Big hurricane Isaac is nearing the Gulf Coast as I write. Reminds me of the early sixties when we were stationed on Cape Cod, Massachusetts. The Cape of course juts out into the Atlantic Ocean and on occasion catches a hurricane arching up the east coast.
Several times I was called to the Squadron to crew a KC-97 on a hurricane evacuation mission. Watching the news, one notes that the military has flown all the aircraft possible away from the projected path of the hurricane. It is a best guess where the hurricane is going to coast in and how strong it is going to be, so prudence dictates flying the aircraft away before the storm hits. Go too early and the storm misses your base, the commander has wasted time and money, but wait too late and the weather gets really terrible, the commander has endangered his aircraft and crews.
One time we waited a bit too long as night came and we launched into gusty hard driving rain. The storm was getting too close. All our aircraft that could fly made it off just fine and we flew to Syracuse, New York for safety. Then it was party time for the crews until the storm passed and we could return to base in sunshine. We flight crews considered it great adventure and were glad for the break in our regular routines.
Not so our wives with families who stayed behind to endure the wind and heavy rain. As I remember that storm brought seven inches of rain in a short time. Our house on Otis AFB was built on a low sandy hill and the rain all drained away with no flooding at all. Ann's attitude, and I am sure many of the other left behind wives, was rather bitter having to face the storm alone with no husband. An option to drive 100 miles inland with two young children in our Volkswagen bug didn't hold much appeal either. To this day she considers the whole thing unfair and still gets mad just thinking about it. Women!
During my years operating the family farm, a specialty crop that I produced alongside the usual field corn and soybeans was yellow popcorn. The premium paid at market at the time was well worth the reduced yield in bushels and the need to deliver to market in either Gothenburg or Imperial.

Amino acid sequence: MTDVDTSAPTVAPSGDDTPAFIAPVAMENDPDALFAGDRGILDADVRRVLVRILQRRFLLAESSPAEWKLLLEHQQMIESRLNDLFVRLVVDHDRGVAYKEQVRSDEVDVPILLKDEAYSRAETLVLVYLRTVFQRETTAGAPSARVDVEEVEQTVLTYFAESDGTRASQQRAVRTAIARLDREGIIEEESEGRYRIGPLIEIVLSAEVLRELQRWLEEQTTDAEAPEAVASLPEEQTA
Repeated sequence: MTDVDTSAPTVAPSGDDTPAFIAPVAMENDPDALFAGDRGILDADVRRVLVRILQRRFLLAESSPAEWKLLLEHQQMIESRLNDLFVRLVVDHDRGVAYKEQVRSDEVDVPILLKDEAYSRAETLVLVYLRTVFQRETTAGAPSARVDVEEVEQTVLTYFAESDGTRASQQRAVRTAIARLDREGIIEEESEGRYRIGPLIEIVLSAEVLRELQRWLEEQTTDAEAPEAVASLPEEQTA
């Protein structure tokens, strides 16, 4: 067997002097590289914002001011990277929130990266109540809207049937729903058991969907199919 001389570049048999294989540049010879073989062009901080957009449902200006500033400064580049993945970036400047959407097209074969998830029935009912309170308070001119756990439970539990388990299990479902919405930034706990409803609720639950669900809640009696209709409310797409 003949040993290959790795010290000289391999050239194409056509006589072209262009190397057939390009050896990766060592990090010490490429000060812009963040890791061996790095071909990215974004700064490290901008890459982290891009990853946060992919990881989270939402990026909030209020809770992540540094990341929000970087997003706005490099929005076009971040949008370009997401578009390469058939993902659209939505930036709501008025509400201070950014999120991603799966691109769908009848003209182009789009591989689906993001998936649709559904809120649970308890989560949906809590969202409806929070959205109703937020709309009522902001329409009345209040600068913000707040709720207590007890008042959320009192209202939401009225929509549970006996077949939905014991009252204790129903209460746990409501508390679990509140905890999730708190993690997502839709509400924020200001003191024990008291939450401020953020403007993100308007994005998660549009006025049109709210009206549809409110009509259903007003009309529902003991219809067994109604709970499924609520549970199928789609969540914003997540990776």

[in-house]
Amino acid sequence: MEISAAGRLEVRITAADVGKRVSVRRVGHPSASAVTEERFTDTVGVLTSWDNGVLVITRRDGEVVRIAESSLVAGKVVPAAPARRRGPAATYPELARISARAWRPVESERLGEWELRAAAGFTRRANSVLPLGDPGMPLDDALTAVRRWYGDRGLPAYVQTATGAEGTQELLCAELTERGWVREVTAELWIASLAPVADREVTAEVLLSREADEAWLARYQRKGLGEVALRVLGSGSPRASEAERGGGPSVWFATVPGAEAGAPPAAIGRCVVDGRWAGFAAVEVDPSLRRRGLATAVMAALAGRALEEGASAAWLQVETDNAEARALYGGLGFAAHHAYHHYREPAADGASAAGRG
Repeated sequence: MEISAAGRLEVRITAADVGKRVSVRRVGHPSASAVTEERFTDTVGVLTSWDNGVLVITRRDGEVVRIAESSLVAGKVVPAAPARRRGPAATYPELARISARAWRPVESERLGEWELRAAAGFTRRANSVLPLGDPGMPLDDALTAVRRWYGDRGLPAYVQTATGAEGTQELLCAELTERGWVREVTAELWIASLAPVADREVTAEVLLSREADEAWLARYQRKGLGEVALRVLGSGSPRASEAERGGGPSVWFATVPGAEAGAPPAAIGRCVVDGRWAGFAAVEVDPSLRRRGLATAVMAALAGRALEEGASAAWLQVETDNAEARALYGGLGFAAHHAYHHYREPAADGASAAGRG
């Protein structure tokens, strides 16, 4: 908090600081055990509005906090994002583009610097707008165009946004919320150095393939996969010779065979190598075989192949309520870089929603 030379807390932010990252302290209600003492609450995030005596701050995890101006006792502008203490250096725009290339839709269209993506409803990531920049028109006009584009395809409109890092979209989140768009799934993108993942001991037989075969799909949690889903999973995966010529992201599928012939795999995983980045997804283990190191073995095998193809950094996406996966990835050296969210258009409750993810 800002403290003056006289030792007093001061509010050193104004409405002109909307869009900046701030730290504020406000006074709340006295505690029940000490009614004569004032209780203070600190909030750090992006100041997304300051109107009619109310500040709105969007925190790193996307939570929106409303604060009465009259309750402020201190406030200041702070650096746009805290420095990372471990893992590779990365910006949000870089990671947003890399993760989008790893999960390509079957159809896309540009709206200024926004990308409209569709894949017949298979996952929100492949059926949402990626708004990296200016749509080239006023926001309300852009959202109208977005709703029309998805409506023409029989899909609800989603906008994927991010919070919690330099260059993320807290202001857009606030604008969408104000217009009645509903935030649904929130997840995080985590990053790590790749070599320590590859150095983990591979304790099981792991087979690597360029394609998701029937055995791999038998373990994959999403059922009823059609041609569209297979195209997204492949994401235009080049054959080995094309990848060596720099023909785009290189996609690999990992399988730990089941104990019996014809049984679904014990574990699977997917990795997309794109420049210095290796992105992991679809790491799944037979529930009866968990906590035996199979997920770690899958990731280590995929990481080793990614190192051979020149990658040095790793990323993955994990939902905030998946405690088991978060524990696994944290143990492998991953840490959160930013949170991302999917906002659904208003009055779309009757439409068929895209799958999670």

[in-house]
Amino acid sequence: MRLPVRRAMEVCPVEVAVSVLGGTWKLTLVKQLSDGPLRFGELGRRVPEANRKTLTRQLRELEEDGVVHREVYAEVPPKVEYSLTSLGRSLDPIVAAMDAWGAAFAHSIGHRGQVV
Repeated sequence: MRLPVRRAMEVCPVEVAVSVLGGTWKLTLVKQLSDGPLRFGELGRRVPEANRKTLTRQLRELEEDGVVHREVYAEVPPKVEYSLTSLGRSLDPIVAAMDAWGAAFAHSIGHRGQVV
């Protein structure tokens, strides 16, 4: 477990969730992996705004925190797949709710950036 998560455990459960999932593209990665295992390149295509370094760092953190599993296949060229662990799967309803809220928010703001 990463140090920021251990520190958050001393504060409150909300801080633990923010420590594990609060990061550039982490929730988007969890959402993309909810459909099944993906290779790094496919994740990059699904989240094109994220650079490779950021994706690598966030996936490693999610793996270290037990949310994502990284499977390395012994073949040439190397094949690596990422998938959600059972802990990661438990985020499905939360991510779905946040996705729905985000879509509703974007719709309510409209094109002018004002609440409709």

During that time Ann became aware that the community of North Loop, Nebraska held an annual "Popcorn Festival" celebration and has long expressed a desire to attend. Last week the stars aligned, the calendar was clear so we finally checked off another event on GrannieAnnie's bucket list. The drive across central Nebraska was enjoyable on a surprisingly cool overcast day. The "North Loop Popcorn Festival" met our every expectation.
North Loop is a town of 325 residents, down from an early thirties max of some 600. Typically white haired seniors seemed the majority. The village is located on the edge of the Sandhills not surprisingly on the banks of the North Loop River. This was the 111th anniversary of the festival and one of the organizers proudly informed that it is the longest continuous community celebration in Nebraska. Obviously popcorn, locally grown, is the centerpiece of the festival. Bags of the good stuff, even better than in the theatre, were handed out at the fire station, all you can eat and it is all free.
Mr. Wayne Sheldon, about my age and one of the long time festival organizers explained the event schedule as we purchased raffle tickets (oops, "donation" tickets). Wayne's daughter. Carrie, herself a festival mover and shaker. noted that we hailed from McCook asked "Do you know Greg Larson?" "Sure do, worked with him, past school board member, youth sports booster, all round good guy," my reply.
Main Street was blocked off and a carnival set up. The fire hall held a quilt show, other crafts on display, garden vegetables with a "big zucchini" contest plus a booth selling raw North Loop Popcorn by the pound or 50 pound bags. Volunteers were busy and visitors having a good time. There was more. The team penning contest was in full swing with as many fancy horse trailers parked around the grounds as were at the Fairgrounds in McCook this weekend. Other scheduled events included a beer garden and street dance, talent contest, tractor pull and more but best of all was the High School booster club's food stand. Sour cream raisin pie to die for! Great food and small town fun at its best. Good people at play in a wholesome atmosphere of cooperation so typical of small town celebrations. Everyone welcome!
That is how I saw it.